that never caught on). I know a whole lot about what a preacher does, about how
congregations work (or don’t work), about the ever present pitfalls for even
the most devoted. But I didn’t know anything about the Federal Witness
Protection Program or how to own and run a sports bar. (I hope that’s a
tease–what is my series all about??)
In the coming blogs, I’m going to talk about how and/or
where I do my research. A writer may
write in a bubble, but IMO they certainly can’t research in a bubble. She has
to join groups, go to conferences, hit the bars J,
and talk to experts in the field. (Hence why I had to hit the bar.) She has to
get the facts right, or she risks losing the trust of the reader. Why is this
important? A “This is bogus!” reaction from the reader means they’re slamming
the book shut never to pick it up again, and, worst of all, telling others not to read it.
Research is necessary, but fun! I hope you’ll enjoy my
escapades into research that I’ll share with you in coming blogs.
As writers, we often contend with voices inside our heads. It’s not just me, is it? As much as I love these characters who demand to be heard, there are moments when I need a break. I need someone else’s voice inside my head. Someone to inspire me or to teach me something interesting that could also prove useful in a future scene or novel.
That’s where podcasts come in. I’ve long been a fan of podcasts, and the quality of what’s currently available is a true treasure trove for those tuning in. There’s something for every interest, and almost any topic can be found by doing a simple search in your podcast app.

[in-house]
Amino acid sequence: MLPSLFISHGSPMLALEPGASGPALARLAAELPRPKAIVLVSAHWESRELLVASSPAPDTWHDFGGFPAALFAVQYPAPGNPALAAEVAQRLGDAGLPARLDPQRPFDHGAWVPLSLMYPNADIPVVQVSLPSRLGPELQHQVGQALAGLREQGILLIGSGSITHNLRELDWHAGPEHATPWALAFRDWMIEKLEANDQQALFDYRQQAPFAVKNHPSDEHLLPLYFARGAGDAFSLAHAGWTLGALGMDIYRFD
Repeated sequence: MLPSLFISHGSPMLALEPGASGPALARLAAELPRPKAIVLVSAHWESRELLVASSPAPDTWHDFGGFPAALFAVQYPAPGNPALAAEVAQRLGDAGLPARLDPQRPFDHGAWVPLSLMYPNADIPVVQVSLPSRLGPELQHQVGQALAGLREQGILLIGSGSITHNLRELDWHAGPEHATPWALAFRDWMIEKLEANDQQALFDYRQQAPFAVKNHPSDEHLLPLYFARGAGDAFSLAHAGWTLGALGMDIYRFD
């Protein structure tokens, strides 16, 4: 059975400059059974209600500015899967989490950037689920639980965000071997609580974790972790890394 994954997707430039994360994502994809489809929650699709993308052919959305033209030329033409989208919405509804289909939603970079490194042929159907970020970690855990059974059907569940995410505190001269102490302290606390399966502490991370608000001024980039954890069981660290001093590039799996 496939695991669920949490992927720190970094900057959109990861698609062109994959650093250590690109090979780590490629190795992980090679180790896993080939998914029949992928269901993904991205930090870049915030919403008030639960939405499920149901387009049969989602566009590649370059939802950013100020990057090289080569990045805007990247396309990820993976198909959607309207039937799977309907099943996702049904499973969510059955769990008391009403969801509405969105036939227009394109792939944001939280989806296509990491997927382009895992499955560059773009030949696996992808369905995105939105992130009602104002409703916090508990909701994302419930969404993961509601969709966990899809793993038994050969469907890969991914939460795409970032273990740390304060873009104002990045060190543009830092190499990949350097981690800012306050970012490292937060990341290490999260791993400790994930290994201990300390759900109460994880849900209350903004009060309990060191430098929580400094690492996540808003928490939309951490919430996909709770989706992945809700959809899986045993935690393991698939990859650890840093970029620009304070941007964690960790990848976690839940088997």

Here are a few of my favorites:
Reply All: This podcast explores how technology and culture collide, often in interesting or unexpected ways. Want to learn how someone can steal your Instagram account? And why would they want it? Or maybe a profile about how a software designer turned his skills to building an illegal empire online? The quality of the reporting and narration are top notch, and this is the one podcast I anxiously wait for each time a new episode drops.
Murder Book with Michael Connelly: This passion project created by powerhouse author Michael Connelly is a new release and one that quickly captured my attention. Connelly explores an unsolved thirty-year-old homicide case that “tests the limits of the American criminal justice system.”
Hidden Brain: “Shankar Vedantam uses science and storytelling to reveal the unconscious patterns that drive human behavior, shape our choices and direct our relationships.” Vedantam is a skilled narrator and the topics are fascinating, ranging from how to move past a life-altering injury to the psychology of surprise endings (an excellent episode for writers).
This American Life: Produced by NPR, this podcast never disappoints (me). Each week involves a certain theme, and the reporting ties several stories to that theme. The storytelling focuses on compelling people, difficult dynamics and big questions that don’t always have an answer. Thought-provoking and beautifully produced, this one is worth a listen.